IQPS launched its first 100-kilogram Synthetic Aperture Radar satellite, called Izanagi for a god in Japanese mythology, in November 2019 on an Indian Polar Satellite Launch Vehicle. Izanami captures radar imagery with a 10-kilogram, 3.6-meter-diameter parabolic antenna designed to store compactly for launch. Credit: iQPS

SAN FRANCISCO – Like many of its western counterparts, Japan’s Institute for Q-shu Pioneers of Space (iQPS) has ambitious plans for its Synthetic Aperture Radar (SAR) constellation.

By 2025, iQPS plans to operate a 36-satellite constellation to gather data and imagery with a resolution of one meter “of almost any point in the world within 10 minutes and to conduct fixed-point observations of particular areas once every 10 minutes,” iQPS spokeswoman Yuki Ariyoshi told SpaceNews by email. With that resolution, customers can obtain frequent imagery of land and buildings in addition  to observing moving objects like livestock, vehicles and vessels, she added.

IQPS launched its first 100-kilogram SAR satellite, Izanagi, in November 2019 on an Indian Polar Satellite Launch Vehicle. The firm’s second satellite, Izanami, is scheduled to launch as early as December on a SpaceX Falcon 9 rocket as part of Spaceflight’s SXRS-3 rideshare mission.

The key technology iQPS developed for SAR satellites is a 3.6m diameter parabolic antenna that stores compactly for launch and weighs about ten kilograms, Ariyoshi said.

After operating Izanagi for nearly a year, iQPS engineers plan to update the technology for future SAR satellites by expanding the surface area of parabolic antennas, increasing the amount of time satellites can observe targets of interest, widening the imagery swath and speeding up the flow of data from satellites to the ground. In addition, iQPS plans to equip satellites launched after Izanami with propulsion systems, Ariyoshi said.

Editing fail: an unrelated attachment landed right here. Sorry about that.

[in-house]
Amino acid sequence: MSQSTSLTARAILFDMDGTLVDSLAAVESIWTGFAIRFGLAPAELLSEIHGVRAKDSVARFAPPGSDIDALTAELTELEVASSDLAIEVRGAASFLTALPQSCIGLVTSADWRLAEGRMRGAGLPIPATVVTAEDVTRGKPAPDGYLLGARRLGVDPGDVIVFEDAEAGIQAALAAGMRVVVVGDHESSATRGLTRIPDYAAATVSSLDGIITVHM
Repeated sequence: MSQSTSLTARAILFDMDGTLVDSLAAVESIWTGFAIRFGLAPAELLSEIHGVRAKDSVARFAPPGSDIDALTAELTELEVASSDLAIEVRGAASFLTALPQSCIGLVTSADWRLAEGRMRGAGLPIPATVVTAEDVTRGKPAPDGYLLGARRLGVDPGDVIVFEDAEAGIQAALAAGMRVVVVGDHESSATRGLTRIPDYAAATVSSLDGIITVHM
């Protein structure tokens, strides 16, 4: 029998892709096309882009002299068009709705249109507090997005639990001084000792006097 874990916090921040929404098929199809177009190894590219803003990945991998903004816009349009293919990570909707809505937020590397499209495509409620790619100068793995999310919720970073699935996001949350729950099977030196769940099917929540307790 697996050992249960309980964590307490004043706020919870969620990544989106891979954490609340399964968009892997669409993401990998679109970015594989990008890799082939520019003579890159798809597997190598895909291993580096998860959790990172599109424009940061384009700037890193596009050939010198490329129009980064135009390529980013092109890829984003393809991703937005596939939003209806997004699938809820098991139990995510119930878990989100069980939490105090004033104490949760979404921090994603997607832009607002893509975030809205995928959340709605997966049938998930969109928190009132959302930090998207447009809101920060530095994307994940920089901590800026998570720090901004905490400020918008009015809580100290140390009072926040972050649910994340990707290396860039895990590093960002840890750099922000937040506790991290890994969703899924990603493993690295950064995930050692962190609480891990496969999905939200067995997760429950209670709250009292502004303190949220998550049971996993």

IQPS executives are in discussions with more than 100 potential SAR imagery and data customers, Ariyoshi said.

Energy company Kyushu Denryoku, for example, signed an agreement to work with iQPS in May 2020 to explore ways SAR data and imagery can help Kyusyu Denryoku anticipate demand.

IQPS was founded by Tetsuo Yasaka and Akira Sakurai, professors emeritus of Kyushu University, and Kunihiro Funakoshi, a Mitsubishi Heavy Industries rocket developer, to establish a space sector in the Kyushu region of southwestern Japan.

Since it was founded in 2005, iQPS has raised nearly $28 million according to CrunchBase, a business investment website.

Debra Werner is a correspondent for SpaceNews based in San Francisco. Debra earned a bachelor’s degree in communications from the University of California, Berkeley, and a master’s degree in Journalism from Northwestern University. She...